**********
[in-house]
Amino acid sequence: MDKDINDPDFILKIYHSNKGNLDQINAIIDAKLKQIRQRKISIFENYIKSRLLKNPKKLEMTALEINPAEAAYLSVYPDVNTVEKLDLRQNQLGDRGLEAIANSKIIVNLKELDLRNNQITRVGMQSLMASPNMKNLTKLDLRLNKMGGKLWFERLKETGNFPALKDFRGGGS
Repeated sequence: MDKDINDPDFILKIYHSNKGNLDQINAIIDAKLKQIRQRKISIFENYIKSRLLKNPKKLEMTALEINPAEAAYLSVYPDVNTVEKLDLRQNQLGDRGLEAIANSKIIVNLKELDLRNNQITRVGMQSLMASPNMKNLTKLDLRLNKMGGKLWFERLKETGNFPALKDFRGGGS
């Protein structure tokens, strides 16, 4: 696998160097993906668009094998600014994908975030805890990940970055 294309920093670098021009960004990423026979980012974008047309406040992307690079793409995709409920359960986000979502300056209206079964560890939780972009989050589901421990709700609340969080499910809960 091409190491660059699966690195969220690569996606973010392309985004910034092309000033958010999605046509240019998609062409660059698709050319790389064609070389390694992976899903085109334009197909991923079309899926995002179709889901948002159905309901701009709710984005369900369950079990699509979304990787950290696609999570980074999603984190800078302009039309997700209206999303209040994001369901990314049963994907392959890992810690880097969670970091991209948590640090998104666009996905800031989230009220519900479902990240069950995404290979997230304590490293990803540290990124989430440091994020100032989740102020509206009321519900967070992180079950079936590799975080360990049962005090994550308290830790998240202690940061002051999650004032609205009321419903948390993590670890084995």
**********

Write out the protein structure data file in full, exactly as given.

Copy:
[in-house]
Amino acid sequence: MDKDINDPDFILKIYHSNKGNLDQINAIIDAKLKQIRQRKISIFENYIKSRLLKNPKKLEMTALEINPAEAAYLSVYPDVNTVEKLDLRQNQLGDRGLEAIANSKIIVNLKELDLRNNQITRVGMQSLMASPNMKNLTKLDLRLNKMGGKLWFERLKETGNFPALKDFRGGGS
Repeated sequence: MDKDINDPDFILKIYHSNKGNLDQINAIIDAKLKQIRQRKISIFENYIKSRLLKNPKKLEMTALEINPAEAAYLSVYPDVNTVEKLDLRQNQLGDRGLEAIANSKIIVNLKELDLRNNQITRVGMQSLMASPNMKNLTKLDLRLNKMGGKLWFERLKETGNFPALKDFRGGGS
């Protein structure tokens, strides 16, 4: 696998160097993906668009094998600014994908975030805890990940970055 294309920093670098021009960004990423026979980012974008047309406040992307690079793409995709409920359960986000979502300056209206079964560890939780972009989050589901421990709700609340969080499910809960 091409190491660059699966690195969220690569996606973010392309985004910034092309000033958010999605046509240019998609062409660059698709050319790389064609070389390694992976899903085109334009197909991923079309899926995002179709889901948002159905309901701009709710984005369900369950079990699509979304990787950290696609999570980074999603984190800078302009039309997700209206999303209040994001369901990314049963994907392959890992810690880097969670970091991209948590640090998104666009996905800031989230009220519900479902990240069950995404290979997230304590490293990803540290990124989430440091994020100032989740102020509206009321519900967070992180079950079936590799975080360990049962005090994550308290830790998240202690940061002051999650004032609205009321419903948390993590670890084995």